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Installing an oil pressure warning light in an Austin Healey
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theopenroad



Joined: 06 Dec 2007
Posts: 19
Location: Warwick

PostPosted: Thu Feb 25, 2010 6:34 pm    Post subject: Installing an oil pressure warning light in an Austin Healey Reply with quote

Most modern cars have an orange oil pressure warning light to let you know if you are losing oil. But by the time it comes on it is probably too late and the damage is done. Many classic cars were fitted with an oil pressure gauge so that the driver could see what was actually happening. Some classics had both a gauge and an oil pressure just to make sure. The Open Road's Austin Healey http://www.theopenroad.co.uk/static_228.htm had just the gauge but after an incident in 2009 I decided to fit a warning light as well.

Modern drivers arenít really in control of their modern cars and know very little about what is happening under the bonnet. You have a temperature gauge so you can see if the car is over heating, other than that everything else is computer controlled with warning lights to let you know if the engine management or ABS fails, or if the oil level is low, or worse if you lose pressure. Most drivers are used to being ensconced in a quiet, comfortable car, listening to loud music and completely ignoring what the car is doing, unless it tells them there is a problem.

This was not the case on classic cars which had gauges to show whether the main systems were all working. A temperature gauge and fuel gauge of course but many of them were also fitted with rev counters and ammeters or battery gauges so the driver would know if the dynamo or alternator is charging properly. Many of them have an oil pressure gauge so the driver can monitor the oil pressure. The key word here is monitor.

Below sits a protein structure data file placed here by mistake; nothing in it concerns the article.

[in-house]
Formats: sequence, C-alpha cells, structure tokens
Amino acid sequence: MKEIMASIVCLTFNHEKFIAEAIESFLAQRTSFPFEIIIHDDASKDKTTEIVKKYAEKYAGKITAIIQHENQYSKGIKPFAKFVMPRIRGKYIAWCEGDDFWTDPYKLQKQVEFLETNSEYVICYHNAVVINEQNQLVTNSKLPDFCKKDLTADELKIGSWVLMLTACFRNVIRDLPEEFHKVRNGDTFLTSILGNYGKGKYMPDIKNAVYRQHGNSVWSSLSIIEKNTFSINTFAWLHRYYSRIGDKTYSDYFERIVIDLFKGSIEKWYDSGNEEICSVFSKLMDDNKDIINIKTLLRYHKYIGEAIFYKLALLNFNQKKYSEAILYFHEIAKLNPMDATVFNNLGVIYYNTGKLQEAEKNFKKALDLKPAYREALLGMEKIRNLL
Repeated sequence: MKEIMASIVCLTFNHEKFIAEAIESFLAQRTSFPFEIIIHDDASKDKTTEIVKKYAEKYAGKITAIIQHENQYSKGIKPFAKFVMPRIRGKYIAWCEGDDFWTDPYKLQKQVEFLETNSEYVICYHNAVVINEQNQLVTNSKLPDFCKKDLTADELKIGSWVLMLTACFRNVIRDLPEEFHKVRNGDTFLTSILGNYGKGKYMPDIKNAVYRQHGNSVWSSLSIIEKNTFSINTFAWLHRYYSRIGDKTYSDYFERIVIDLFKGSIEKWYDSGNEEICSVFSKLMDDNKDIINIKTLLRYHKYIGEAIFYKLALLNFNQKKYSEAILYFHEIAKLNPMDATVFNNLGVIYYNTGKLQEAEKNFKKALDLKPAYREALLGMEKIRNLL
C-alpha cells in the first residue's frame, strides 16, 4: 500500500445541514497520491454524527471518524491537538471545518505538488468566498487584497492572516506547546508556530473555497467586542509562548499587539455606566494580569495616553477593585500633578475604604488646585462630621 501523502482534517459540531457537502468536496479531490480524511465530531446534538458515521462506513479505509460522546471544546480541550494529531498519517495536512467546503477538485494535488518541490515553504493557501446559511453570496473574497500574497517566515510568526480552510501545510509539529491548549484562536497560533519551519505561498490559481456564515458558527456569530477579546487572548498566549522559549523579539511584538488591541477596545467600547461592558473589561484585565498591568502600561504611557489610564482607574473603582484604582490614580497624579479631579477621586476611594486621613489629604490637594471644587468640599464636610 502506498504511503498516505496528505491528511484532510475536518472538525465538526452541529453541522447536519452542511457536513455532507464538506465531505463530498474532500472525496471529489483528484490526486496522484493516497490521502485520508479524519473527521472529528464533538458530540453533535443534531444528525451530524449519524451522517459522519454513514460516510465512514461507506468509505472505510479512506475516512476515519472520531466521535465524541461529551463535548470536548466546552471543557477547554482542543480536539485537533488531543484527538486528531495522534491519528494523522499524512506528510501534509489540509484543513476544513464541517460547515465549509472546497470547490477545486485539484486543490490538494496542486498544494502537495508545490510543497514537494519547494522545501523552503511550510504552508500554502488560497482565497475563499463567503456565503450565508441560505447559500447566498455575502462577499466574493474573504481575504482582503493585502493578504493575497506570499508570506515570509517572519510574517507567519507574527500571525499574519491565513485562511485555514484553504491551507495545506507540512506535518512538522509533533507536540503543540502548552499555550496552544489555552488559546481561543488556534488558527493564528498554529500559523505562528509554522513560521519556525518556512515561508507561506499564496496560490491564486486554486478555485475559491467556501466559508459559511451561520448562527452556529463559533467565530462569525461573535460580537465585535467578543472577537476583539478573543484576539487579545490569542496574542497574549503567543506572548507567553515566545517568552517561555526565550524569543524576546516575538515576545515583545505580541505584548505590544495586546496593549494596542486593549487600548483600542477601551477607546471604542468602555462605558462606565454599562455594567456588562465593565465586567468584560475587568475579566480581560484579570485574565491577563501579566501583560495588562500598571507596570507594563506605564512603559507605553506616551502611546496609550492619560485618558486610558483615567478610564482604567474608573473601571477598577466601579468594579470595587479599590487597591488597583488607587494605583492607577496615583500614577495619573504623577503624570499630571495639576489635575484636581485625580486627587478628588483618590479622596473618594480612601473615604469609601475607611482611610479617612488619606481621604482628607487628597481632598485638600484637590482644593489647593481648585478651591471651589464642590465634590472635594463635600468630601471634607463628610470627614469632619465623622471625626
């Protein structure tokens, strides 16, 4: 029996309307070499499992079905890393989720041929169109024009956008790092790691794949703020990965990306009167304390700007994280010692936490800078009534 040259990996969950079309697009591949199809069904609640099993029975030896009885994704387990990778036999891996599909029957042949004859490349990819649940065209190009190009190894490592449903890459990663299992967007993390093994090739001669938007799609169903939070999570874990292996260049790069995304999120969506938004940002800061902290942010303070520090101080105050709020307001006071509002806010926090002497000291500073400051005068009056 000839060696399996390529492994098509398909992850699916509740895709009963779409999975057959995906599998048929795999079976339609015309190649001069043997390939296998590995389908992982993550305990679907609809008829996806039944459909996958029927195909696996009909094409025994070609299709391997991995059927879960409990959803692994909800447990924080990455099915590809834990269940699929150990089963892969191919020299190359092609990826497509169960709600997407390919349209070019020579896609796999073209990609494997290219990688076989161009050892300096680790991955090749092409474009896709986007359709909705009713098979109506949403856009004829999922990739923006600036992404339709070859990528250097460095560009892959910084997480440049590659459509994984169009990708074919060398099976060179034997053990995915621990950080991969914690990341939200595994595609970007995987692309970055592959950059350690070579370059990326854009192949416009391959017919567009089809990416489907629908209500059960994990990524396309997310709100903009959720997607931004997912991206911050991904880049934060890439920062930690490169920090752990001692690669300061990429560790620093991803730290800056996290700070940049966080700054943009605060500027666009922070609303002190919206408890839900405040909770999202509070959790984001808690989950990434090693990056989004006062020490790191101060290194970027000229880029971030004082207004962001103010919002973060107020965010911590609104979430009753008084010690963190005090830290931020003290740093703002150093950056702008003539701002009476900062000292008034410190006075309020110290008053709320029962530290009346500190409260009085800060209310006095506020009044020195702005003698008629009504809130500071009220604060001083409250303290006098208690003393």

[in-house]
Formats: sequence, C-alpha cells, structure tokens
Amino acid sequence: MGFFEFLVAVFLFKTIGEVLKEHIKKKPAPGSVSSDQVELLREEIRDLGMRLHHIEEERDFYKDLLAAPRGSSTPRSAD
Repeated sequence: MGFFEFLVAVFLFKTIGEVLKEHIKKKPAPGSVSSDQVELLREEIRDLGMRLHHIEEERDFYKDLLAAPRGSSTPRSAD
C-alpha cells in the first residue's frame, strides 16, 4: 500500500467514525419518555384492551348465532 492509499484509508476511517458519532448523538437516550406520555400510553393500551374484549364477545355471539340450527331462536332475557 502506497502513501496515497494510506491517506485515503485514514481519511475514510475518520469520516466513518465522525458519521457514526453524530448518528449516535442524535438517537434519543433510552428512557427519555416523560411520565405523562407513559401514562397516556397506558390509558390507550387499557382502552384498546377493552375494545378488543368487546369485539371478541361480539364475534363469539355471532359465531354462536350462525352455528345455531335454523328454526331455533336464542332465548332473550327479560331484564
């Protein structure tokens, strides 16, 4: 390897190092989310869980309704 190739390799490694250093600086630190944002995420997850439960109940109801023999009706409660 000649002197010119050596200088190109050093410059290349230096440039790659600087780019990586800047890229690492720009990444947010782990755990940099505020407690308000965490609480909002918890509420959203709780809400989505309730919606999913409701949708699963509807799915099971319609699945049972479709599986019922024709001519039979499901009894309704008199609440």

Most engines run with oil pressures of anything from 40 to 100 pounds per square inch (psi). When an engine starts up the oil is cold and thick and the pressure will be high Ė maybe near the 100 psi mark. As the engine warms up, the oil thins out a bit and should settle down to around 40 to 60 psi depending on the engine. Oil pressure warning lamps tend to be set at about 5 to 10, so if the light comes on you have virtually no oil pressure left and a major problem.

Most of The Open Road's fleet http://www.theopenroad.co.uk of classic hire cars have pressure gauges fitted as standard and we do explain their function to the drivers when we take them out for a test drive at the start of their day's hire. On the rare occasions I have forgotten to mention this we have occasionally received a phone call later in the day when they have spotted that the pressure was lower than when they set off.

The Open Road had a particular situation develop on our Austin Healey 3000 during 2009. This is fitted with an oil pressure gauge but no warning light. To allow customers of all shapes and sizes to hire the car, we replaced the original 16Ē diameter steering wheel with a 14Ē diameter wheel. This gives the driver more room to enter and exit the cars and it doesnít rub on the tops of their legs.

However with the original steering wheel fitted, all the gauges including oil pressure were visible inside the rim of the steering wheel. The 14Ē wheel meant that the oil pressure gauge was now obscured by the rim and the driverís left hand. When moving, the drivers would have to make a deliberate movement to see the gauge and this assumes they remember they ought to check it, when modern cars donít have such devices.